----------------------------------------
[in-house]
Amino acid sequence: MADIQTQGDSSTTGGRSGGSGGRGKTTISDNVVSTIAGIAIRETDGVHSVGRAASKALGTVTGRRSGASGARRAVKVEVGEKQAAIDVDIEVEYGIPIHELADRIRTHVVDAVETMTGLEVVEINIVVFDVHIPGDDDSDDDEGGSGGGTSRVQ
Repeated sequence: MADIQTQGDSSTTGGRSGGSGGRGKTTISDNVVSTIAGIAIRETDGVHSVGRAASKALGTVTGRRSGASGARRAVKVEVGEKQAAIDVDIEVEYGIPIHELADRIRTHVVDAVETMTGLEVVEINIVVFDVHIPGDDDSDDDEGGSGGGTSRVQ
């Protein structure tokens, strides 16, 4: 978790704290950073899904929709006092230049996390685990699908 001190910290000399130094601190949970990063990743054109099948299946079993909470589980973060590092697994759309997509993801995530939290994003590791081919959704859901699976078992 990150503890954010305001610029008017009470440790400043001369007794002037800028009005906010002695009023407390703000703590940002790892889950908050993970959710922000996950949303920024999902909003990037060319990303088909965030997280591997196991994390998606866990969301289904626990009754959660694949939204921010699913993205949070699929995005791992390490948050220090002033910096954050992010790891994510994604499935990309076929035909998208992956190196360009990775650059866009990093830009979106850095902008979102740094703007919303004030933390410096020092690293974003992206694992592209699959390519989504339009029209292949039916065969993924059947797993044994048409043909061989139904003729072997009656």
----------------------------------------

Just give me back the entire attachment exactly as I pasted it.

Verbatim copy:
[in-house]
Amino acid sequence: MADIQTQGDSSTTGGRSGGSGGRGKTTISDNVVSTIAGIAIRETDGVHSVGRAASKALGTVTGRRSGASGARRAVKVEVGEKQAAIDVDIEVEYGIPIHELADRIRTHVVDAVETMTGLEVVEINIVVFDVHIPGDDDSDDDEGGSGGGTSRVQ
Repeated sequence: MADIQTQGDSSTTGGRSGGSGGRGKTTISDNVVSTIAGIAIRETDGVHSVGRAASKALGTVTGRRSGASGARRAVKVEVGEKQAAIDVDIEVEYGIPIHELADRIRTHVVDAVETMTGLEVVEINIVVFDVHIPGDDDSDDDEGGSGGGTSRVQ
């Protein structure tokens, strides 16, 4: 978790704290950073899904929709006092230049996390685990699908 001190910290000399130094601190949970990063990743054109099948299946079993909470589980973060590092697994759309997509993801995530939290994003590791081919959704859901699976078992 990150503890954010305001610029008017009470440790400043001369007794002037800028009005906010002695009023407390703000703590940002790892889950908050993970959710922000996950949303920024999902909003990037060319990303088909965030997280591997196991994390998606866990969301289904626990009754959660694949939204921010699913993205949070699929995005791992390490948050220090002033910096954050992010790891994510994604499935990309076929035909998208992956190196360009990775650059866009990093830009979106850095902008979102740094703007919303004030933390410096020092690293974003992206694992592209699959390519989504339009029209292949039916065969993924059947797993044994048409043909061989139904003729072997009656």